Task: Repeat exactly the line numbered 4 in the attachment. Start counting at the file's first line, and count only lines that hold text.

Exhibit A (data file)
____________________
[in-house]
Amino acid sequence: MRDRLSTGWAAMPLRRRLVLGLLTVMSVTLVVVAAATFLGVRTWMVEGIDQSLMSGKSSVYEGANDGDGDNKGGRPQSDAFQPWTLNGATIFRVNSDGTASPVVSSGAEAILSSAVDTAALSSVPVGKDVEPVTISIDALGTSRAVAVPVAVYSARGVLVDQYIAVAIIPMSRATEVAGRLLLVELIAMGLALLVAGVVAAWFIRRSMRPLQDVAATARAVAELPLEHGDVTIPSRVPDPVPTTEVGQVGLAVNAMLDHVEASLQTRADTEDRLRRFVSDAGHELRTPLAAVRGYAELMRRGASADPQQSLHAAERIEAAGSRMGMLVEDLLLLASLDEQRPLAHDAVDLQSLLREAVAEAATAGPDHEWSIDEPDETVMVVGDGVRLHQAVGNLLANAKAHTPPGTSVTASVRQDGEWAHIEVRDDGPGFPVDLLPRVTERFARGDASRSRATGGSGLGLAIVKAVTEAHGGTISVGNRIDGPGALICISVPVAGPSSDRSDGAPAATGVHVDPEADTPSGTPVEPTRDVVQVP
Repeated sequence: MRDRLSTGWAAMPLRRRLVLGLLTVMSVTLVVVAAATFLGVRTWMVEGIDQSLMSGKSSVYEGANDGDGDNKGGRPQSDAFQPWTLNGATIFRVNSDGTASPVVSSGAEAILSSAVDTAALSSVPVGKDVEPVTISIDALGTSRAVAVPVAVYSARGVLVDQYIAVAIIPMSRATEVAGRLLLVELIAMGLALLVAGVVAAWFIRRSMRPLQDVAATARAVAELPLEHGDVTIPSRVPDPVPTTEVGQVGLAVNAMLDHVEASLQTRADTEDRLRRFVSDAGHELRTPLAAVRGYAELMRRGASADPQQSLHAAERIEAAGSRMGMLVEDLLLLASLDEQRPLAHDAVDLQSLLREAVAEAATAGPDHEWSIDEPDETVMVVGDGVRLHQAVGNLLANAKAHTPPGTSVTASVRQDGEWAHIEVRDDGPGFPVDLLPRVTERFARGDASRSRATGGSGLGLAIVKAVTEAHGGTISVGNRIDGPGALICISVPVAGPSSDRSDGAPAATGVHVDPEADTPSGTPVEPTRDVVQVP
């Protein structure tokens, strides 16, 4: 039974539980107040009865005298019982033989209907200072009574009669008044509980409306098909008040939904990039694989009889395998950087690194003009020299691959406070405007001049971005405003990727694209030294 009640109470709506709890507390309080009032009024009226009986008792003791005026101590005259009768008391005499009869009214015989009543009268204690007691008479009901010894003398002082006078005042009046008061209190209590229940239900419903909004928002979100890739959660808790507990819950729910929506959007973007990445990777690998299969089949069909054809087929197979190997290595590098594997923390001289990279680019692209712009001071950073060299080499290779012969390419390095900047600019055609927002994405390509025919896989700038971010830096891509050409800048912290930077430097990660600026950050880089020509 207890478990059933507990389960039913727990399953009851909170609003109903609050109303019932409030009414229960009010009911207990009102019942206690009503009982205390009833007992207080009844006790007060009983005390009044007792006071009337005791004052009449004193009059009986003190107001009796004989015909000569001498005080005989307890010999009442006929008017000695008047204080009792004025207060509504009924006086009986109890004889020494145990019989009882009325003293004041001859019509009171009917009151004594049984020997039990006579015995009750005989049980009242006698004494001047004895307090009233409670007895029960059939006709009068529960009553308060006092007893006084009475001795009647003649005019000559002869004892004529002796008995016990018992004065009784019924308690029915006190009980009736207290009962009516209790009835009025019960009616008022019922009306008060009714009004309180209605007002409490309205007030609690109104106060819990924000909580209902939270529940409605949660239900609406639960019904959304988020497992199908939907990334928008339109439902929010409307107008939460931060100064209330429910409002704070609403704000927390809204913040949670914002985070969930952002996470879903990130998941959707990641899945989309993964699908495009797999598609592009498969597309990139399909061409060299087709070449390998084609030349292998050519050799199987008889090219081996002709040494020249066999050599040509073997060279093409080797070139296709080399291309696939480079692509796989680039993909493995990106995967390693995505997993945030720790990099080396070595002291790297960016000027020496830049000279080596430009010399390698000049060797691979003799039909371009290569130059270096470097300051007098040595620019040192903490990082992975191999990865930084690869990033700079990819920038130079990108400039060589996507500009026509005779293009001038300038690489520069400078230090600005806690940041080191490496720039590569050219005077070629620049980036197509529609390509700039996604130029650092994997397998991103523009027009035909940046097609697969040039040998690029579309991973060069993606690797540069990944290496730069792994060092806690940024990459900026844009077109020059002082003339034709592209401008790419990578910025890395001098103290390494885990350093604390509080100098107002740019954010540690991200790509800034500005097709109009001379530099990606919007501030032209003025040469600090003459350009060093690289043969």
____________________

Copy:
């Protein structure tokens, strides 16, 4: 039974539980107040009865005298019982033989209907200072009574009669008044509980409306098909008040939904990039694989009889395998950087690194003009020299691959406070405007001049971005405003990727694209030294 009640109470709506709890507390309080009032009024009226009986008792003791005026101590005259009768008391005499009869009214015989009543009268204690007691008479009901010894003398002082006078005042009046008061209190209590229940239900419903909004928002979100890739959660808790507990819950729910929506959007973007990445990777690998299969089949069909054809087929197979190997290595590098594997923390001289990279680019692209712009001071950073060299080499290779012969390419390095900047600019055609927002994405390509025919896989700038971010830096891509050409800048912290930077430097990660600026950050880089020509 207890478990059933507990389960039913727990399953009851909170609003109903609050109303019932409030009414229960009010009911207990009102019942206690009503009982205390009833007992207080009844006790007060009983005390009044007792006071009337005791004052009449004193009059009986003190107001009796004989015909000569001498005080005989307890010999009442006929008017000695008047204080009792004025207060509504009924006086009986109890004889020494145990019989009882009325003293004041001859019509009171009917009151004594049984020997039990006579015995009750005989049980009242006698004494001047004895307090009233409670007895029960059939006709009068529960009553308060006092007893006084009475001795009647003649005019000559002869004892004529002796008995016990018992004065009784019924308690029915006190009980009736207290009962009516209790009835009025019960009616008022019922009306008060009714009004309180209605007002409490309205007030609690109104106060819990924000909580209902939270529940409605949660239900609406639960019904959304988020497992199908939907990334928008339109439902929010409307107008939460931060100064209330429910409002704070609403704000927390809204913040949670914002985070969930952002996470879903990130998941959707990641899945989309993964699908495009797999598609592009498969597309990139399909061409060299087709070449390998084609030349292998050519050799199987008889090219081996002709040494020249066999050599040509073997060279093409080797070139296709080399291309696939480079692509796989680039993909493995990106995967390693995505997993945030720790990099080396070595002291790297960016000027020496830049000279080596430009010399390698000049060797691979003799039909371009290569130059270096470097300051007098040595620019040192903490990082992975191999990865930084690869990033700079990819920038130079990108400039060589996507500009026509005779293009001038300038690489520069400078230090600005806690940041080191490496720039590569050219005077070629620049980036197509529609390509700039996604130029650092994997397998991103523009027009035909940046097609697969040039040998690029579309991973060069993606690797540069990944290496730069792994060092806690940024990459900026844009077109020059002082003339034709592209401008790419990578910025890395001098103290390494885990350093604390509080100098107002740019954010540690991200790509800034500005097709109009001379530099990606919007501030032209003025040469600090003459350009060093690289043969």